- I referee in the southern hemisphere style. My heroes are Jonathon Kaplan, Paddy O’Brian, Steve Walsh, Craig Joubert and Glen Jackson. I play the advantage aggressively (only half the refs here know how to properly play the advantage). I also try not to be whistle-happy and talk to players to avoid excessive penalties. Here lack of fitness and English style pedantic refereeing means lots of whistle blowing despite playing on mostly hard fast fields in dry weather. When reffing High School rugby, I am commentating the game a lot because you are almost coaching and reffing due to so many inexperienced players. One of my referee coaches criticized me for being too vocal and when I told him that’s how the Super 15 coaches ref, I was told not to follow them! For real!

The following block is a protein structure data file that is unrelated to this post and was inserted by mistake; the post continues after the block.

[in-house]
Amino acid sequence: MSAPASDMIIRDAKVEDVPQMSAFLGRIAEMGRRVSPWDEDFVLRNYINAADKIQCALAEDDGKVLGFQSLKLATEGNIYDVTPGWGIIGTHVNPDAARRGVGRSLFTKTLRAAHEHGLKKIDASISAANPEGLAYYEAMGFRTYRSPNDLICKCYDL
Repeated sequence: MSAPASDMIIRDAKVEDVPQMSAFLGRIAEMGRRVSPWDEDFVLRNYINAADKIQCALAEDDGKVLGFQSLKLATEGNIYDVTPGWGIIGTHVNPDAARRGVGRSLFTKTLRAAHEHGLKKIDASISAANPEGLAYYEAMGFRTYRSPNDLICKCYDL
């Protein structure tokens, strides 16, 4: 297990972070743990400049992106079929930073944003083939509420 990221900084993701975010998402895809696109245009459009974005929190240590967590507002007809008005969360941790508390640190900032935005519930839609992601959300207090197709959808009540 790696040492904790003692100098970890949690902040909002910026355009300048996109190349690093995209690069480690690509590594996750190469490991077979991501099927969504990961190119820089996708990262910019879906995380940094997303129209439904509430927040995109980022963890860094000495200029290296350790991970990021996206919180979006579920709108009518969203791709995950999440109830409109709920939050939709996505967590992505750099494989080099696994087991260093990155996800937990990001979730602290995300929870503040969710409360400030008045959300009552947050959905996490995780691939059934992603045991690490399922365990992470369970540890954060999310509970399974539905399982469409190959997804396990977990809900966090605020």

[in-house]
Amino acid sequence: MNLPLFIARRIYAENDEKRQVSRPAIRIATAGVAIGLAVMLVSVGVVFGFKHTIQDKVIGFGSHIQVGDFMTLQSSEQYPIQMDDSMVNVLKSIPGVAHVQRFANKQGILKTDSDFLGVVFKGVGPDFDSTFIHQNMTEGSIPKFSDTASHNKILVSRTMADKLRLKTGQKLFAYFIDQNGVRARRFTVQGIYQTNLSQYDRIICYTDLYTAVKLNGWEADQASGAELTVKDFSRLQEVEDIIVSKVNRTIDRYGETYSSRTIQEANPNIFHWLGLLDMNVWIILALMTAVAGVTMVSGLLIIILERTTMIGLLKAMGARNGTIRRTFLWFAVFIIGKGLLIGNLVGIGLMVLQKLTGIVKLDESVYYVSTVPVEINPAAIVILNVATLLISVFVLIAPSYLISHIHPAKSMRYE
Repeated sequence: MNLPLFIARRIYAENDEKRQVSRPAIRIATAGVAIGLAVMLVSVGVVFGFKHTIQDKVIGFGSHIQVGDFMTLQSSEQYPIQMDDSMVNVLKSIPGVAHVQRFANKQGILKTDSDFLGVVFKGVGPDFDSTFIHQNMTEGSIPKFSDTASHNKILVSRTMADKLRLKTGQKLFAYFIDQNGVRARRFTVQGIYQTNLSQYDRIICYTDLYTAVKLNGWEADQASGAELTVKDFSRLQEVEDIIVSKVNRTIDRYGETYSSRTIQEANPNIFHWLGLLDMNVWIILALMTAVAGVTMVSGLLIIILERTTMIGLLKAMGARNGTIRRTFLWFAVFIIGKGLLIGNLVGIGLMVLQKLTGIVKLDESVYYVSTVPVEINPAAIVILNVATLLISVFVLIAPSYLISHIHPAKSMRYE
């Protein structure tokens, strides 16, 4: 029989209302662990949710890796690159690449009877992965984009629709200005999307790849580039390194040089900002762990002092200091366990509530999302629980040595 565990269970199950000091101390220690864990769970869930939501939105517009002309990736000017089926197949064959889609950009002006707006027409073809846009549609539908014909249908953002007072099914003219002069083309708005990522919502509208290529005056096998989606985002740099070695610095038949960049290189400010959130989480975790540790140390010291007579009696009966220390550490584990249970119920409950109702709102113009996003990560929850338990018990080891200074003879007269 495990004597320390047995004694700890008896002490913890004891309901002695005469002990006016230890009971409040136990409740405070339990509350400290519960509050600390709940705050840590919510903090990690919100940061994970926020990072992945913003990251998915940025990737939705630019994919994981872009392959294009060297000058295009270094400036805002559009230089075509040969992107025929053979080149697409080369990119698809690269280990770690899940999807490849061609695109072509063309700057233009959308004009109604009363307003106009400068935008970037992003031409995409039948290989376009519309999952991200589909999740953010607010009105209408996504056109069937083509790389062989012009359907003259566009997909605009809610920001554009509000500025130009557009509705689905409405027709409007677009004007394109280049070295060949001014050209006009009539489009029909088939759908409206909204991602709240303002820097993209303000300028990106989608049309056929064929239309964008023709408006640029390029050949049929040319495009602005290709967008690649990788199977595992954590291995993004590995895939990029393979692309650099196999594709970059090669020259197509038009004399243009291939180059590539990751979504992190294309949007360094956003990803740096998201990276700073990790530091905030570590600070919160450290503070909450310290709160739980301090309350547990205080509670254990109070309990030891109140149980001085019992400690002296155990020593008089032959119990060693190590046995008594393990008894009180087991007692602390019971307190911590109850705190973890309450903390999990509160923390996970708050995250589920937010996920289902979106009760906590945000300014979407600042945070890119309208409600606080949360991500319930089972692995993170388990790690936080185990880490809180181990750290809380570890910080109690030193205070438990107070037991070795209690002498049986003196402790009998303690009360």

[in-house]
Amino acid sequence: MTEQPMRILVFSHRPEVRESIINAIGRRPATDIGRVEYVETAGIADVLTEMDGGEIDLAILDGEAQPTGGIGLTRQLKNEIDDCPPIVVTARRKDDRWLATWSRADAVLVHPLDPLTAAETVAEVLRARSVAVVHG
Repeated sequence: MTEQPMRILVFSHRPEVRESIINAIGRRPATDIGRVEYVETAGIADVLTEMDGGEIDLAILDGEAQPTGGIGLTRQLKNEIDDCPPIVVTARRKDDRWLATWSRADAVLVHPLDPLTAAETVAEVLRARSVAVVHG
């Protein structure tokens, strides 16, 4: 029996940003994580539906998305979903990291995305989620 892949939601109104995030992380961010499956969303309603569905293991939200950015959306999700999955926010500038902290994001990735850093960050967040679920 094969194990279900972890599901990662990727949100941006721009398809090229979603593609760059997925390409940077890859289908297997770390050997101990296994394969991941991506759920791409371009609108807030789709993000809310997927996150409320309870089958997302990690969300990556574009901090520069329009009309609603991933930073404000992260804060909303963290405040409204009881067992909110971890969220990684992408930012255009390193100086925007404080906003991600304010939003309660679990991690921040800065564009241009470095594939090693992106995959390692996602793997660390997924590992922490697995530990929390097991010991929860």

- When talented former NZ coach and administrator Dick Thorburn was appointed as Performance Manager of USA Rugby he didn’t last long and left frustrated over these very same issues. Whilst some of it is a lack of a budget to pay for talent from down under, some of it is the ‘we don’t need your help’ attitude. The sad thing is often here they don’t know what they don’t know. If you don’t even know the scope of your deficiencies then it’s hard to ask for the right help to overcome them.